Seraphim Trio

Friday, 29 June 2018 at 8pm

Helen Ayres (violin), Anna Goldsworthy (piano), Tim Nankervis (‘cello)

 

This concert is now over. You can read about the concert in our Thank You Seraphim Trio news item 

 

Programme

Mozart                       Trio in G major for piano, violin and 'cello,  K 496

Schumann                  Piano trio no 1 in D minor, op 63

Ravel                         Piano trio in A minor, M 67

About the Artists

The Seraphim Trio is one of Australia’s pre-eminent piano trios. Over their twenty two years together, the members of the Seraphim Trio - Helen Ayres (violin), Anna Goldsworthy (piano) and Timothy Nankervis (‘cello) - have established a reputation for performing with finesse and impeccable quality.  They are well know to Australian audiences through their concert series, radio broadcasts, recordings and solo appearances. Read more.

Programme Notes

The Seraphim Trio's programme showcases the different musical worlds that the piano trio can create. Mozart’s trio is one of the first great Classical piano trios; the voices of piano, violin and ‘cello have equal prominence, elegantly intertwined in graceful harmonies. Schumann’s piano trio has a Classical piano trio form, invested with an intensely personal character, filled with complex and conflicting emotions building to a glorious ending. Ravel’s piano trio is beautifully crafted in the Classical form, enriched with the freshness of exotic melodies, surprising rhythms and vibrant tone colours.

MOZART  Trio in G major for violin, 'cello and piano, K 496

Allegro / Andante / Allegretto

Mozart composed his Piano Trio in G major in 1786. It is the first true Piano Trio in which keyboard, ‘cello and violin have equal prominence.  While Mozart may have had the inspiration and imagination to create a new chamber music form, his genius was to exploit and respond to factors at work in 1786 to make the Piano Trio such a successful and lasting innovation.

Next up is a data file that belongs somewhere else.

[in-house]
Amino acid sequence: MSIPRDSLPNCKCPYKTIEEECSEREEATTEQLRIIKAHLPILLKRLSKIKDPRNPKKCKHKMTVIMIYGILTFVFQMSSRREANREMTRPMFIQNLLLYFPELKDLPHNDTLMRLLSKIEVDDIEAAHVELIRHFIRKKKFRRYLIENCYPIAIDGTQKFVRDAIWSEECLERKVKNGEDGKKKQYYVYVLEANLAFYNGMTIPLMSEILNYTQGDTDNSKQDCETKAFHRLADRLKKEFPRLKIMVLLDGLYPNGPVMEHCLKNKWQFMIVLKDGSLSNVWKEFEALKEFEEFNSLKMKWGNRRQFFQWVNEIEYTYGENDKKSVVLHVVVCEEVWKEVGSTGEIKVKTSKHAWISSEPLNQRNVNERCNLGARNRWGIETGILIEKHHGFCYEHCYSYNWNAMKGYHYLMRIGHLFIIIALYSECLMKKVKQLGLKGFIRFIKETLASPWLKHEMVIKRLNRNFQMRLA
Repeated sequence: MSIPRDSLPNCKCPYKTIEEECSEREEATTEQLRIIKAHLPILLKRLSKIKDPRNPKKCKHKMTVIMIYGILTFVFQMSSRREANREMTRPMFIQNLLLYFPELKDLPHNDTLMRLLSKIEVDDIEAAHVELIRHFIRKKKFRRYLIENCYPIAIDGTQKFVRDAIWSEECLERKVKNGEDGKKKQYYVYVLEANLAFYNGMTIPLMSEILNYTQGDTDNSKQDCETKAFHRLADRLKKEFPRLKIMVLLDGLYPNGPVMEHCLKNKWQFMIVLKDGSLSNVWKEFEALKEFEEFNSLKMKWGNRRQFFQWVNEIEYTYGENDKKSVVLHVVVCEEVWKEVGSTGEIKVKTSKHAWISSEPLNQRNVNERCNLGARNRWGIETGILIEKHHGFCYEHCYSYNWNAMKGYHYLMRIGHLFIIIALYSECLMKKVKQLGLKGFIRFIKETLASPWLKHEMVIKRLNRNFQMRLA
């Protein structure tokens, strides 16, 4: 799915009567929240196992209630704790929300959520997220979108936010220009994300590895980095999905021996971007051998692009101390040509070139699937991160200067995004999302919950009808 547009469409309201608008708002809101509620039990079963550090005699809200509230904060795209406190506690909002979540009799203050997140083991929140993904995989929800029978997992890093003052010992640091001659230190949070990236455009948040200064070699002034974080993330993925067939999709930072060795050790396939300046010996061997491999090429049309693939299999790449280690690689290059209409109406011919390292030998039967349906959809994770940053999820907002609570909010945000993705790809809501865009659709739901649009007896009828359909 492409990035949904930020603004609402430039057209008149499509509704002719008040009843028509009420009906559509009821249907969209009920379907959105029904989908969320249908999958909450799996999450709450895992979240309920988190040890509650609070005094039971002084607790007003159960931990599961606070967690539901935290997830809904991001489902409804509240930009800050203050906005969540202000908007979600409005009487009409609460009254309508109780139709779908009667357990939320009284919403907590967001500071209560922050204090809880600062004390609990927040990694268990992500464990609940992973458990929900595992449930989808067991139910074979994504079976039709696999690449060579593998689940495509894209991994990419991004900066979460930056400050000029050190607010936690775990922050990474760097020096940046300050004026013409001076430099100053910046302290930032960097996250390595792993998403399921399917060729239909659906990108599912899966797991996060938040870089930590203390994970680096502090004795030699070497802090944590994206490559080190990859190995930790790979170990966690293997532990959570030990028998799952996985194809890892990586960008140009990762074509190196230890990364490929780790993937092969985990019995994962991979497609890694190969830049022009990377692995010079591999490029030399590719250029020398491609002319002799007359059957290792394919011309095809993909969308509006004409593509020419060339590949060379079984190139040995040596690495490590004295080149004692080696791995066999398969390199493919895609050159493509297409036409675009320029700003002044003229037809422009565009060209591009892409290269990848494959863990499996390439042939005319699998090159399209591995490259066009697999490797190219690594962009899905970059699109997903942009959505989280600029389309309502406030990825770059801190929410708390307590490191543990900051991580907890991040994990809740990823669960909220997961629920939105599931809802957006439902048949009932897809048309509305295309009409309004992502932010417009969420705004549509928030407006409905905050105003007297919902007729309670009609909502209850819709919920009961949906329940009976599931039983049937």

The most important factor was the development of the pianoforte, the forerunner of the modern piano.  Prior to the late eighteenth century, keyboard compositions were composed for the “weaker” harpsichord; strings were constrained to re-enforce and accompany the keyboard and not overwhelm it. With the more powerful dynamics and stronger registers of the pianoforte, Mozart was free to create a new sound world that treated each instrument as a strong unique voice. He deftly exploited the registers and tonal textures of keyboard, violin and 'cello to create independent virtuoso passages. Another factor in the Piano Trio’s success was the growth in popularity of public concerts. Mozart knew his audience; they appreciated (and paid for) music that was new, surprising and virtuosic.  Mozart also exploited his own great talent and experience in opera compositions; he brought an operatic sensibility to the Piano Trio intertwining the unique voices of keyboard, violin and ‘cello in beautiful and quite natural dialogues.

The Trio's first movement is in sonata form and begins with the gradual unfolding of a graceful theme from the piano alone before the violin joins the dialogue. The development section brings all instruments together with a burst of fortissimo energy. There is a lovely fluidity and freedom in the ‘cello part.

The second movement is elegant and majestic, with opera-like duets between the ‘cello and violin as they respond to the piano accompaniment. The movement ends with a joyous flourish.